Bato ordering: Probe killings
Interior Secretary Ismael Sueno on Saturday ordered Director General Ronald “Bato” dela Rosa, chief of the Philippine National Police, to investigate the extrajudicial killings in President Rodrigo Duterte’s brutal war on illegal drugs. Sueno, who has supervision over the PNP, directed Dela Rosa to look immediately into the deaths of hundreds of drug suspects during law-enforcement operations and in almost nightly attacks in slums across the country that have been blamed on so-called vigilantes. “This administration will not allow vigilante killings of illegal drug or crime suspects, and their unjust killing during police operations,” Sueno said in a statement.
“All recorded vigilante killings of narcotics and crime suspects should immediately be investigated,” he said. Sueno said administrative charges should be immediately brought against “all police officers proven to have been involved in unjust killings” of drug suspects.
He also directed Dela Rosa to remind all policemen to observe proper procedures in carrying out arrests or raids and searches. Sueno also ordered the PNP Internal Affairs Service to investigate police operations that had led to violations of human rights. He directed Dela Rosa to submit a report to the Office of the Interior Undersecretary for Peace and Order. There was no immediate comment from Dela Rosa on Saturday.
More than 600 killed
Inquirer monitoring showed that 660 drug suspects have been killed between July 1 and Aug. 4. Of the killings, 436 were by police and 224 by vigilantes. In July alone, 596 were killed, 196 of them by vigilantes. The other 400 were killed by police. July 9 was the deadliest day in Mr. Duterte’s war on drugs, with 23 suspects killed. During the first four days of August, 64 drug suspects were killed—34 by police and 30 by unknown assailants.
The unprecedented killings have drawn the attention of international rights groups and the United Nations Office on Drugs and Crime, which have called for a halt to the slayings and compliance with international norms in the Philippine campaign against drugs. But Mr. Duterte has refused to heed such calls, warning drug dealers instead that seeking human rights protection will not save them from death.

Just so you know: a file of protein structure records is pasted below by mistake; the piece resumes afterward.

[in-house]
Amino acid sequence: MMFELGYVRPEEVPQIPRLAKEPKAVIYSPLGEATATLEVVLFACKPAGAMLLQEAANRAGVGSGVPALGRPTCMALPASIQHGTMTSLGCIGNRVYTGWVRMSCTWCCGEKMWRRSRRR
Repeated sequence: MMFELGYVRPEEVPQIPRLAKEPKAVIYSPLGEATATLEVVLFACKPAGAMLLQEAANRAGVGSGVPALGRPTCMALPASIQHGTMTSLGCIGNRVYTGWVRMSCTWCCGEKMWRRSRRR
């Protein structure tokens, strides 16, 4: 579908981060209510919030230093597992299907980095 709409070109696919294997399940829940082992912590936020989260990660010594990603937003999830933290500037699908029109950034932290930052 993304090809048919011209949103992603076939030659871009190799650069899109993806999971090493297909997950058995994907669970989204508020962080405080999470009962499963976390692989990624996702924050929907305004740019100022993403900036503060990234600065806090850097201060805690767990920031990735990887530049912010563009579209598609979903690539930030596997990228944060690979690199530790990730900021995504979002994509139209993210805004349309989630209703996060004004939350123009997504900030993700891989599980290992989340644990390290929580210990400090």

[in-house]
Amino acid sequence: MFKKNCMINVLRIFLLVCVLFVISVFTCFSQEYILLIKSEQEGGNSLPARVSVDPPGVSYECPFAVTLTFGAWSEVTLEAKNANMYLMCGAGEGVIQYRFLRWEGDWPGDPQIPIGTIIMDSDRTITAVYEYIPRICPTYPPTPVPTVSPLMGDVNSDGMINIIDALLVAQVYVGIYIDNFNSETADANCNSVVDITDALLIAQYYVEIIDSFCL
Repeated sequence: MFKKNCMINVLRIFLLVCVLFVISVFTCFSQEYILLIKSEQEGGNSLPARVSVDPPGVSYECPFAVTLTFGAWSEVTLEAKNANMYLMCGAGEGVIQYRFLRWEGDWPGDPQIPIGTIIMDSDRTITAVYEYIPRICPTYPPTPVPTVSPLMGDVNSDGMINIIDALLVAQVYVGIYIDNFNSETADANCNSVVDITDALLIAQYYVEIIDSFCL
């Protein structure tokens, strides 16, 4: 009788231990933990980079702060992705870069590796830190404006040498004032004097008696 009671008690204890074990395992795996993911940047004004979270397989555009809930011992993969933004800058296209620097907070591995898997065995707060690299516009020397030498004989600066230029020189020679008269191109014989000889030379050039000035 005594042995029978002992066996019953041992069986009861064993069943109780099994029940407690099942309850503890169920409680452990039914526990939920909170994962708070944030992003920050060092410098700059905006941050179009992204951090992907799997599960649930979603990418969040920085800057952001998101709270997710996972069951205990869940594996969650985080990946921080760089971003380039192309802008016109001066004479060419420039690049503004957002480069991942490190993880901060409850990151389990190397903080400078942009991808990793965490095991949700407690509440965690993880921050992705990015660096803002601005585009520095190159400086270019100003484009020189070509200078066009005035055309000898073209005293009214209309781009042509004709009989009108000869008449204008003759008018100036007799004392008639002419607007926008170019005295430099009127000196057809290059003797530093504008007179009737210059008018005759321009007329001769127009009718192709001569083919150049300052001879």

On Friday, the President gave shoot-to-kill orders against drug dealers, including politicians involved in the narcotics trade. Angered by the shooting of a police officer during a law-enforcement operation against drugs in Magsaysay, Davao del Sur province, on Wednesday, Mr. Duterte vowed to maintain the shoot-to-kill order throughout his six years in office. “This campaign [of] shoot to kill will remain until the last day of my term, if I’m still alive by then,” the 71-year-old President said at a news conference in Davao City. “I don’t care about human rights, believe me,” he said. Mr. Duterte also offered soldiers and police his “official and personal guarantee” of immunity from prosecution for killings undertaken in the performance of their duties. “For as long as it is done in the performance of duty of soldiers and police, I’ll answer for it. That is my official and personal guarantee,” he said.
“I will answer for the deed. If policemen are involved in encounters [with drug suspects], don’t investigate it,” he added. The presidential guarantee puts into doubt Sueno’s order to Dela Rosa to bring charges against policemen who will be proven to have violated the rights of drug suspects, although the police overseer may have issued the directive on instructions from the President.
In a speech in Davao City late on Thursday, Mr. Duterte acknowledged abuses in his war on drugs and promised an investigation. He said most drug dealers and users slain by police had put up a fight, but added that he was sure some were “salvaged,” a local slang for extrajudicial killings usually by law enforcers. In the case of illegal killings, Mr. Duterte said the government would investigate. Sueno’s order came two days after the President promised an investigation. Mr. Duterte, who was elected on an anticrime platform that included wiping out illegal drugs in six months, said international organizations had no business complaining about his campaign against the narcotics trade. “I’m waging a war. I am now invoking the articles of war,” he said.
Mr. Duterte said he had no fear the campaign would cause his impeachment and removal from office. “The Filipino is crying for justice” from crimes committed by drug dependents, he said.